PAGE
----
When the New Horizons spacecraft made its flyby of Pluto on July 14, 2015 there was worldwide celebration about the first detailed look at this completely new type of planet in the outer reaches of our solar system.
Since then, the New Horizons spacecraft has transmitted spectacular images back that reveal surprises. Here’s a summary of just a few scientific results to date.
What’s on Pluto’s surface?Perhaps one of the biggest surprises was that Pluto has a surface that is incredibly diverse. Some surface areas, such as those heavily cratered from asteroid impacts, seem to date back to just after Pluto formed, about 4.5 billion years ago.
Enormous ice volcanoes (cryovolcanoes) are driven by warm underground liquids, such as, perhaps, water and ammonia, instead of liquid rock-magma that we have on Earth, and their rough, crusty surface is made of stuff that has erupted from deep within Pluto’s interior.
Other areas show no evidence of asteroid impacts at all, suggesting continual surface activity, such as convection of ices from underground.
The high-resolution images from the New Horizons cameras show diverse ice reservoirs across Pluto’s surface. By studying the reflected spectra from the surface, we’ve identified several types of ices: in particular, nitrogen, methane and carbon monoxide.
A darker veneer on top of the ices is probably tholin material – organic compounds processed by solar radiation. These are produced slowly in Pluto’s atmosphere and gently rain down, even now, on to the surface.
A huge darker region, Cthulhu Regio, has a meters-thick layer of this organic tholin material that has built up over billions of years. Frozen water is one of the strongest solids at the low temperatures we see on Pluto. We believe the ice mountains several kilometres above the surface are made of water ice – the biggest ice cubes in the solar system.
Pluto’s largest moon Charon has an extended equatorial region of smooth plains that may also be due to material that erupted from Charon’s interior via ice volcanoes that then flowed over its surface about four billion years ago.
We suspect that was when Charon’s subsurface water ocean froze, causing global fractures as the moon expanded in size (water expands when it freezes).
Charon has dark poles that may be related to volatile gases that escaped from Pluto’s atmosphere only to be captured by the moon’s cold poles.
The spacecraft’s Alice instrument made observations of sunlight passing through Pluto’s atmosphere. Absorption features indicate an atmosphere made up of nitrogen (like Earth’s) with methane, acetylene and ethylene as minor constituents.
Pluto’s small size and low gravity cause it to hold on to its atmosphere more weakly than larger planets like the Earth (which has 16 times stronger gravity than Pluto). The atmosphere does not extend nearly as far into space as expected and the escape rate of atmospheric gases is extremely slow.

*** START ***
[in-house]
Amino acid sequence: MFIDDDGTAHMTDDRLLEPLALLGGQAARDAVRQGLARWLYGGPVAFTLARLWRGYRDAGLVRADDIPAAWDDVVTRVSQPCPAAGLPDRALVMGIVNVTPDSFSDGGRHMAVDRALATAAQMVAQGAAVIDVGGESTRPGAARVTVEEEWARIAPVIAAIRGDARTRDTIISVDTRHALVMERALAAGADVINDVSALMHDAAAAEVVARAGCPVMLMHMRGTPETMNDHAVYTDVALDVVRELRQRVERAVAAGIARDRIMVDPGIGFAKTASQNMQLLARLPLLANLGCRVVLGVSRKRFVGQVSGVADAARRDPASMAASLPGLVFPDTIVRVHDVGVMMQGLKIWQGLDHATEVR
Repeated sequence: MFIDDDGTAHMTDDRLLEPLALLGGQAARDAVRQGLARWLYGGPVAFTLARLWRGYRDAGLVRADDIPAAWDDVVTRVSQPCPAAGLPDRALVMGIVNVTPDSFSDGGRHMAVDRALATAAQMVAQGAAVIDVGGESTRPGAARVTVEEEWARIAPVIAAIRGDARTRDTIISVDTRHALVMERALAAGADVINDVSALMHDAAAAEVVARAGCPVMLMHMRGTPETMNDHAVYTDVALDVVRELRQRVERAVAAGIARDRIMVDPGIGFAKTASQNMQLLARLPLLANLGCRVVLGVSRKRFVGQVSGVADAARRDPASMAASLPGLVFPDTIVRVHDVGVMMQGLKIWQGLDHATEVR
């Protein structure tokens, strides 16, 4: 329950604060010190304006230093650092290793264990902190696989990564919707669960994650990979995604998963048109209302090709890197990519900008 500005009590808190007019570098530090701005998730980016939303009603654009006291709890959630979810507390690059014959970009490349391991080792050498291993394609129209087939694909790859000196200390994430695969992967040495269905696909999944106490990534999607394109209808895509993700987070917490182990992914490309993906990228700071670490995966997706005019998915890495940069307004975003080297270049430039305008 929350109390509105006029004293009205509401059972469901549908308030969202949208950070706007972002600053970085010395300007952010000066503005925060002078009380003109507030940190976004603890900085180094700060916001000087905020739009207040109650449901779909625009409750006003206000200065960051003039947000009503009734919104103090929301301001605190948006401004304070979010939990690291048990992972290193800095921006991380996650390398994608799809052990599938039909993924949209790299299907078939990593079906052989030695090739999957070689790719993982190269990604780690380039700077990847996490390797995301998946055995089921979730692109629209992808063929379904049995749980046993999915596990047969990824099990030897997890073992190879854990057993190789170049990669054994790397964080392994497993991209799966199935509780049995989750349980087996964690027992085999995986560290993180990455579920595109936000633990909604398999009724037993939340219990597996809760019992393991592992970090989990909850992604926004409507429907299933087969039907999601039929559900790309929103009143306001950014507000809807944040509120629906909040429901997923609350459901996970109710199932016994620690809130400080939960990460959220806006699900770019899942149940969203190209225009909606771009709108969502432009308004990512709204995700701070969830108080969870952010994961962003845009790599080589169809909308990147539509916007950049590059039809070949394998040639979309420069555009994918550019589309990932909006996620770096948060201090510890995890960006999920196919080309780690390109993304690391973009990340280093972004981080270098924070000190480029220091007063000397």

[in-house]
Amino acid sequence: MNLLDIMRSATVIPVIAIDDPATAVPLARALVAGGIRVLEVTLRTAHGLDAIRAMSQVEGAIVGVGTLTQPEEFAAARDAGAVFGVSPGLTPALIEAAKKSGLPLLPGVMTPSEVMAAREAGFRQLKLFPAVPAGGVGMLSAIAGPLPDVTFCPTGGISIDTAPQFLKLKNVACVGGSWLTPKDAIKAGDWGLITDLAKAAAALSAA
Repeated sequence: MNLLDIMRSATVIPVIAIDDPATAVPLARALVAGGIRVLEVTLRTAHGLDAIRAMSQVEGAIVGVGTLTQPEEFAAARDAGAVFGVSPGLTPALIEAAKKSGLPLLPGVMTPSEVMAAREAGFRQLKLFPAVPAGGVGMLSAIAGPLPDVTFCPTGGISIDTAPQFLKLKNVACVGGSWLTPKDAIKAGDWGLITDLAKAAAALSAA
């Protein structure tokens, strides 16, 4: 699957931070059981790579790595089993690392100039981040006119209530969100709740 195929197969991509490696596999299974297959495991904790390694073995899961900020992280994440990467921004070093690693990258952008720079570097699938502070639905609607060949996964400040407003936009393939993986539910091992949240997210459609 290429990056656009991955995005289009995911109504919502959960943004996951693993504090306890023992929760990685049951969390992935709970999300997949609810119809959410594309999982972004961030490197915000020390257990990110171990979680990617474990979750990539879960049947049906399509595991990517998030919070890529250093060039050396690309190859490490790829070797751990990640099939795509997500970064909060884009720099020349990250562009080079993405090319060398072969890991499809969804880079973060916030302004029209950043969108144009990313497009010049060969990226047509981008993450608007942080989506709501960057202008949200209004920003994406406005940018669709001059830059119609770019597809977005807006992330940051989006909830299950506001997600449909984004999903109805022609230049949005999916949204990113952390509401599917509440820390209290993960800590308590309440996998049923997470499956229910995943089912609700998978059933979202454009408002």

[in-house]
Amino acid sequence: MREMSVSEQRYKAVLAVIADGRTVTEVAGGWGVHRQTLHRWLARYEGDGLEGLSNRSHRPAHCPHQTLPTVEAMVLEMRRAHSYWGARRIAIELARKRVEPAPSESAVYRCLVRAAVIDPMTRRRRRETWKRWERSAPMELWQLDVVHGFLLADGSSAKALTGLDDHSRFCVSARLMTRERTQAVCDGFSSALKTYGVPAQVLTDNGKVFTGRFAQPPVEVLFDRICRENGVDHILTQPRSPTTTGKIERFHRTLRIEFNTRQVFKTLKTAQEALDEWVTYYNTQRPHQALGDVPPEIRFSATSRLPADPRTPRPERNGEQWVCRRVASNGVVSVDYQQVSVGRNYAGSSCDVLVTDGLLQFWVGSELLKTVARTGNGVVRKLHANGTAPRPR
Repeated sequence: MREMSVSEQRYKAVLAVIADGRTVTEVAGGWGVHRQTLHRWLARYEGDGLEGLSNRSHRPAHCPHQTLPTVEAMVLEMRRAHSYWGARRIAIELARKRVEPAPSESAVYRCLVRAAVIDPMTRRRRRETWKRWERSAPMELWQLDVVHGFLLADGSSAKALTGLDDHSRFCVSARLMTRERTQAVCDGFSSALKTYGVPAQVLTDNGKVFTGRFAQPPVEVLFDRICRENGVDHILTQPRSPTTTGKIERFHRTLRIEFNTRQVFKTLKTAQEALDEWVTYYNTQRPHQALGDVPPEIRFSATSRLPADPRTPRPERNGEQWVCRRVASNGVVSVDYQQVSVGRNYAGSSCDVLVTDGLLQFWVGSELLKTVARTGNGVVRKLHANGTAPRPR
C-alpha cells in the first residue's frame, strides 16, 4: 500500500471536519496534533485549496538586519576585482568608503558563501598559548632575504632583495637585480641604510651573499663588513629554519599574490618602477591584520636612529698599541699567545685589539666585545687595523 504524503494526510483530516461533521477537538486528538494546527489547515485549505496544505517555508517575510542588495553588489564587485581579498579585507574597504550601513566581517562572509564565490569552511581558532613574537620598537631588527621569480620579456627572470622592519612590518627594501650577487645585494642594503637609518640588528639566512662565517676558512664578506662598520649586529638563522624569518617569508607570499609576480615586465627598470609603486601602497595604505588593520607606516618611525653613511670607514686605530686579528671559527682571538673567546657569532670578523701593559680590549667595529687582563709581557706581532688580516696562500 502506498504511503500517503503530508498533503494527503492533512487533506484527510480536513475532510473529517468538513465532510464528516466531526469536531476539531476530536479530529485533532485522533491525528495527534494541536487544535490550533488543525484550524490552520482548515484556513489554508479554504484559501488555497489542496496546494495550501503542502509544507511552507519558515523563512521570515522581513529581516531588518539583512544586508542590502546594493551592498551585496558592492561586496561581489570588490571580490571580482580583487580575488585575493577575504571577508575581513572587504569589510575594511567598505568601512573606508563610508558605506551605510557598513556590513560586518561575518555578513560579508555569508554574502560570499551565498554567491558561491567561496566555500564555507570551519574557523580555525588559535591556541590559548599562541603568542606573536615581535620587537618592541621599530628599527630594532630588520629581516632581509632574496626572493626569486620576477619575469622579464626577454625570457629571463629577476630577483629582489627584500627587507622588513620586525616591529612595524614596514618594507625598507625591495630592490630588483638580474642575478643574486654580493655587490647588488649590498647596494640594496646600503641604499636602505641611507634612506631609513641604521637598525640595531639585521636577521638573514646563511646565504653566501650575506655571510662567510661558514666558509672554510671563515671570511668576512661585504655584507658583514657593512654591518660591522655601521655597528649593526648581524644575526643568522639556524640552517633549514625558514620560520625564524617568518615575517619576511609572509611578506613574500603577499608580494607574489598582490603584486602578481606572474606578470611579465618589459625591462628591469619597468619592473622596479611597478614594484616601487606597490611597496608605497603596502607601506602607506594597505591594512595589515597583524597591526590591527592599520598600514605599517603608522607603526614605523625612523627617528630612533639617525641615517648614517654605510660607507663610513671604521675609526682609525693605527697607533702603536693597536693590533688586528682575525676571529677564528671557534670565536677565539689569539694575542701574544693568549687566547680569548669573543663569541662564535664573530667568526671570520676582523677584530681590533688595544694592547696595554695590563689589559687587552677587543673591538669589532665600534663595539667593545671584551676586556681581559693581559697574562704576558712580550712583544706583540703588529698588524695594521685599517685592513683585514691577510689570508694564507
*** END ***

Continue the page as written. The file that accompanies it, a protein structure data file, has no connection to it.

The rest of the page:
But why the atmosphere is so cold is still a mystery. The brilliant, light blue, globally extensive haze can be seen because large numbers of small atmospheric particles scatter sunlight.
This haze extends hundreds of kilometres into space, and embedded within it are over 20 very thin, but far brighter, layers. The thin layers may be produced by some type of atmospheric wave that causes localised regions of condensation of some as-yet-unknown gas.
The largest moon of Saturn, Titan, shows similar layering of haze in its upper atmosphere.
The origin of Pluto’s five moons has been a long-standing question. But the flyby observations have given some critical data. It’s believed an impact between Pluto and another large Kuiper Belt object early in their history ejected an enormous amount of debris into orbit around Pluto. As time went on, this orbital debris coalesced into Charon.
Previous speculation was that the four smaller moons are actually asteroids captured by Pluto’s gravity. But the New Horizons observations showed these four moons have an unusually high reflectivity and led to a compelling argument that the smaller moons are made of debris from the same impact that formed Charon.
As the New Horizons spacecraft approached Pluto, there was some concern that a small amount of debris might remain in orbit around the dwarf planet.
But the student-built Dust Counter, which measures small micrometer size dust particles in space, detected only a single particle much too small to cause spacecraft damage. New Horizons also carried instruments to study what happens to the solar wind when it encounters Pluto’s atmosphere.
The interaction region between Pluto and the solar wind was observed to be much smaller than expected, only about 12 Pluto diameters across. This means the atmosphere is smaller than expected, and confirms the upper atmosphere is much colder than expected.